A fellow painter first introduced me to Jonathan Frioux on Instagram. His collage and mixed media approaches to painting are fresh and intriguing, so I decided to follow him. I indulged in small-format square photos of his works until just recently, when he posted a flyer for an open studio night on November 8th at Captain and Captain Studios. After my months of stealth following and commenting on his photos here and there, I had the chance to see the work, and the artist, in person.
Captain and Captain studios is located in what appears to be a forgotten industrial district more commonly referred to as “granary row.” Walking in, I was greeted with a long hallway of what seem to be older office cubicles turned artist studios. The air was musty and its fragrance was comprised of seasoned wood, industrial dust and mildew. Housed under this roof are eight artists: Frioux, Steven Larson, Chase McCleary, Anne Fudyma, Trent Call, Stephanie Leitch, Jean Richardson, and Trent Alvey. Walking by the doors on a mission to track down the mythic artist, I was confronted with western landscapes, abstract paintings, photography and sculpture, most available in local galleries.
Weaving through the congestion of local artnauts, I found Frioux, last door on the left. Dressed in a designer-esque gray and black getup, his longish dirty blond hair slightly disheveled, he leaned on his center table among some of his prints, answering questions from his public with confidence and poise. I took the opportunity to look at the work. Always seeing images of work on a small screen messes with your sense of size: the paintings and collage-based works varied in size from 22” x 36” to up to 6’ x 4’ in scale, but most were smaller than I had imagined them. Not that this is a bad thing but I suppose in my head I built up these works into something larger because of my own hierarchal sense of their value.
After the crowd left, I introduced myself as a current MFA painting candidate at the University of Utah and expressed my interest in his works. What ensued was a casual conversation on the works and how he created them.
Frioux graduated from Brigham Young University with his Bachelors of Fine Arts in 2011 and received his MFA from Rhode Island School of Design in 2013. Though he is originally from the west coast, and his surfing heritage and coastline language is easy going and direct, don’t be mistaken: he is articulate and educated in the way his works emphasize his concept. He uses his hands quite effectively, similar to a conductor during an adagio, while explaining the process behind the works. His collage works are hand cut bits and pieces of paintings, utilizing both a reductive method as well as an additive one. His paintings are expressive, utilizing bright colors, language and iconography with collage assemblages and blocked out color fields.
In his works, garbage exists amongst palm trees, pico de Gallo, seagulls, and vacation scenes, and the net is a recurring motif. The interconnectivity of the net is symbolic of the global crisis associated with the oceanic wilderness. While conservation is at the heart of these, the pieces, without question, all have coherent signs of connectivity, not only in concept but also in the methods of construction, color choices and reoccurring symbols. Ultimately the work operates in the balance between conservation and destruction or the decaying ecology surrounding the global coastlines.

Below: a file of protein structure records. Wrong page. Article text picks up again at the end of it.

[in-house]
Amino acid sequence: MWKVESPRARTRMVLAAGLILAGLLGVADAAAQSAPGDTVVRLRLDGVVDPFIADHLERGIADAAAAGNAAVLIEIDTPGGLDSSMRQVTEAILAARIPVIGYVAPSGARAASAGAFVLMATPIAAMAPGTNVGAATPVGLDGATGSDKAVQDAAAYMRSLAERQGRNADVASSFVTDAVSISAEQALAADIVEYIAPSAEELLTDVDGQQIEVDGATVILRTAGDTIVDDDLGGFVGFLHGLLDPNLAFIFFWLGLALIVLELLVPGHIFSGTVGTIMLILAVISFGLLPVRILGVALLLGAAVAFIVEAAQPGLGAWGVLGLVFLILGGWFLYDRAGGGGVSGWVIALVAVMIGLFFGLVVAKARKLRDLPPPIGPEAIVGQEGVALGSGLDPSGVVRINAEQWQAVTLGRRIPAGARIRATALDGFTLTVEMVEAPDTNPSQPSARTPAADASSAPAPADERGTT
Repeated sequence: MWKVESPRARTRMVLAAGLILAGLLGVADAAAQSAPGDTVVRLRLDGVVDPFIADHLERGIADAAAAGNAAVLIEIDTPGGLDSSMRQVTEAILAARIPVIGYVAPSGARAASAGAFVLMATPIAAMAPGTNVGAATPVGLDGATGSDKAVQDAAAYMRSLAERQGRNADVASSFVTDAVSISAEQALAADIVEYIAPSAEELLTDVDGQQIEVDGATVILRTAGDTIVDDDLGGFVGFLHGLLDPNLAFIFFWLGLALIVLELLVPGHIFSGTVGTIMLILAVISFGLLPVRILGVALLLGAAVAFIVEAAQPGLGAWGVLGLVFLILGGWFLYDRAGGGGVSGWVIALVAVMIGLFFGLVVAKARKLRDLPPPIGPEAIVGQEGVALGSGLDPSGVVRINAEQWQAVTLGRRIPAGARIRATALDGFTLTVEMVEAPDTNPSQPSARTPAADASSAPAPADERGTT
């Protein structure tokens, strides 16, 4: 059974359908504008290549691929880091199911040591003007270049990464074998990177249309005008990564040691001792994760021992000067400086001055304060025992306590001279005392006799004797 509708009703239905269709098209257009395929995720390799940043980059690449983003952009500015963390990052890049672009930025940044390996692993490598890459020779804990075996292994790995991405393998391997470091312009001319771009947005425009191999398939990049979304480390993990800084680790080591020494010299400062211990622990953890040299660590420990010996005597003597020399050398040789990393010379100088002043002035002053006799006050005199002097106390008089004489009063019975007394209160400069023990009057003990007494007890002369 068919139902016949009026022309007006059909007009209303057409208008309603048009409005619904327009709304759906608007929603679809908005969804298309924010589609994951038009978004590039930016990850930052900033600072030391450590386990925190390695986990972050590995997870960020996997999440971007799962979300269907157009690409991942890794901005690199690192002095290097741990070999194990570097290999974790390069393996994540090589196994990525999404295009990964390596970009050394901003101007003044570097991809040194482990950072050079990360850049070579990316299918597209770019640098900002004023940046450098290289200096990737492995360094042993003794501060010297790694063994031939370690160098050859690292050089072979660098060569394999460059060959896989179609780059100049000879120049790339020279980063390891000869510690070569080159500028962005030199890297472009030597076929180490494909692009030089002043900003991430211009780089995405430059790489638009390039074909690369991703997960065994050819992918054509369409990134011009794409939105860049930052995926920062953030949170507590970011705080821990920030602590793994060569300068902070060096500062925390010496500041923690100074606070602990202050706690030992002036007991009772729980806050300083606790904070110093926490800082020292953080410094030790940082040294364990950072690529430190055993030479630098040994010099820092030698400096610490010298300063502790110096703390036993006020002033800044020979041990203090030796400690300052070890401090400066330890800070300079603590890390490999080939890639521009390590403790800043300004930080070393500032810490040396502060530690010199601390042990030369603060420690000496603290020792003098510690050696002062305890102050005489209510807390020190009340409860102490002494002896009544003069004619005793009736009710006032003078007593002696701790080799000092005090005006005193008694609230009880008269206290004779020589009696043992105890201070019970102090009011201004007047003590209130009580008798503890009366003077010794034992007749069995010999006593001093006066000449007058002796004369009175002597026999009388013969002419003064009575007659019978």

With the opportunity to see the works in person, I dive in for a closer look at one in particular: “Pull apart the continents and you get SWELL.” A roughly 36”x36” square painting , it is sectioned into 4 asymmetrical cells running across the canvas. In contrast to Frioux’s high intensity yellows, greens, blues and reds, the palette is mostly dark. Wavelike forms exist in what appear to be painted collage sections dispersed on the canvas. The outermost 2 quadrants, on the left and the right, house a decayed netlike structure consisting of yellows greens and blues with hard white negative space separating the lines. On the right, a Prussian blue net is overlaid on a desaturated gray form existing among cadmium reds and bright pinks with ocean-blue highlights. The two quadrants in the center of the piece echo collage by the visual means of a tear-like vertical connection. Underneath the floating cropped abstracts of nets and wavelike forms seems to be dark Prussian blues commingled with blacks and dark grays emulating a deep ocean. Contained within the painting as a whole is evidence of superior masking and paint control—the sections and paints are never muddied or allowed to naturally mix. Controlled sections exist with torn like white negative space apparent of clean white gesso echoing the collage like painting style Frioux utilizes so readily.
The title of the piece creates points the conversation to the global ocean: “Pull apart the continents and you get Swell.” I read the two outside quadrants with the net like structures as both nets and potential references to the global sphere. Similarly, when you pull on anything it can have a tendency to tear, which is apparent in the center quadrants, which have the appearance of torn paper. The cropped sections of abstract forms and additional nets can be read as objects and potential trash or garbage flowing in the swells of oceans. It’s a painting you can get lost in. Maybe even trapped in.
Coming up for air, I thank Frioux for his time. We shake hands and smile, and before I leave he asks: “Do you like food? I’m a great cook, we should have a collage night soon.” I plan on taking him up on it. Nothing better than a night in the studio, especially with an artist I look up to. Much better than stalking them on Instagram.
You can stalk Jonathan Frioux on Instagram @jonathanfrioux
Nolan Patrick Flynn is a teaching assistant and M.F.A. candidate at the University of Utah.